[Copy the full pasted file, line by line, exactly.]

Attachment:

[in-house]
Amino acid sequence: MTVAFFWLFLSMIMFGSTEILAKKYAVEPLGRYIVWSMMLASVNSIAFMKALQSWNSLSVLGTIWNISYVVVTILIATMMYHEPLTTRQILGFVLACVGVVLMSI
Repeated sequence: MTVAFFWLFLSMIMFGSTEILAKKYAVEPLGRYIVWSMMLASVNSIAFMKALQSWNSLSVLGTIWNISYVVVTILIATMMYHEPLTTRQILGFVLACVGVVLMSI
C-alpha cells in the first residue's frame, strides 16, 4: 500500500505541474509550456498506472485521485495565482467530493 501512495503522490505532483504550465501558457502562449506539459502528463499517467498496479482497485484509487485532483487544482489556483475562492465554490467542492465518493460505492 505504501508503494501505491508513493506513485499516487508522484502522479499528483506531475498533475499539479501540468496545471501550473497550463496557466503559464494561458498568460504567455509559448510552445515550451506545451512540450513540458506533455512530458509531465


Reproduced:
[in-house]
Amino acid sequence: MTVAFFWLFLSMIMFGSTEILAKKYAVEPLGRYIVWSMMLASVNSIAFMKALQSWNSLSVLGTIWNISYVVVTILIATMMYHEPLTTRQILGFVLACVGVVLMSI
Repeated sequence: MTVAFFWLFLSMIMFGSTEILAKKYAVEPLGRYIVWSMMLASVNSIAFMKALQSWNSLSVLGTIWNISYVVVTILIATMMYHEPLTTRQILGFVLACVGVVLMSI
C-alpha cells in the first residue's frame, strides 16, 4: 500500500505541474509550456498506472485521485495565482467530493 501512495503522490505532483504550465501558457502562449506539459502528463499517467498496479482497485484509487485532483487544482489556483475562492465554490467542492465518493460505492 505504501508503494501505491508513493506513485499516487508522484502522479499528483506531475498533475499539479501540468496545471501550473497550463496557466503559464494561458498568460504567455509559448510552445515550451506545451512540450513540458506533455512530458509531465